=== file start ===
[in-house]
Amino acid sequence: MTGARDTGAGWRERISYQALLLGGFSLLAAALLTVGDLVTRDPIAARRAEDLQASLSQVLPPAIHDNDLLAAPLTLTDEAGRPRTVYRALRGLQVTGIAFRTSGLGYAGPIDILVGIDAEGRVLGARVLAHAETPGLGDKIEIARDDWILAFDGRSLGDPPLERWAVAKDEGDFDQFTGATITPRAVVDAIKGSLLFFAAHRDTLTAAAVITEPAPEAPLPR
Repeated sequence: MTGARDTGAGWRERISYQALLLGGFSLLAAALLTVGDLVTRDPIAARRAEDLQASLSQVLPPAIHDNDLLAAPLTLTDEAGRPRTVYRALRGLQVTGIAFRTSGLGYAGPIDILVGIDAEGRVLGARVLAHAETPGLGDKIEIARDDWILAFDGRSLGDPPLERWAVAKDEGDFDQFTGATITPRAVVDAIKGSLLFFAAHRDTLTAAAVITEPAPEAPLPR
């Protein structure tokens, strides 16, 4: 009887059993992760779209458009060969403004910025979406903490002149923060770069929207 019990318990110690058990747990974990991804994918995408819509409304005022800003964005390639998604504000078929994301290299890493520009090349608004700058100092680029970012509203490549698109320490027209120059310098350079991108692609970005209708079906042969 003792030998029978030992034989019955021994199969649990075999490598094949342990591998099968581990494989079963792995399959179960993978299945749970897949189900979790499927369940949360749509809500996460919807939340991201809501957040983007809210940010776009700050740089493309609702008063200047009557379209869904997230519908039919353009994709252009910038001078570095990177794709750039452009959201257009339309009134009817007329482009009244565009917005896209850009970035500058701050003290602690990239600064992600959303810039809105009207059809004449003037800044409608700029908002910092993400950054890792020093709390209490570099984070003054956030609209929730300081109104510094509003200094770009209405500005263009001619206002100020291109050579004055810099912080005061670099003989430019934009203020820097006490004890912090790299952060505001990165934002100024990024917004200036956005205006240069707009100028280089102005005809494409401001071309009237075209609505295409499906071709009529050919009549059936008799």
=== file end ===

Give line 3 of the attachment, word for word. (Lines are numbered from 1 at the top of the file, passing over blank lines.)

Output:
Repeated sequence: MTGARDTGAGWRERISYQALLLGGFSLLAAALLTVGDLVTRDPIAARRAEDLQASLSQVLPPAIHDNDLLAAPLTLTDEAGRPRTVYRALRGLQVTGIAFRTSGLGYAGPIDILVGIDAEGRVLGARVLAHAETPGLGDKIEIARDDWILAFDGRSLGDPPLERWAVAKDEGDFDQFTGATITPRAVVDAIKGSLLFFAAHRDTLTAAAVITEPAPEAPLPR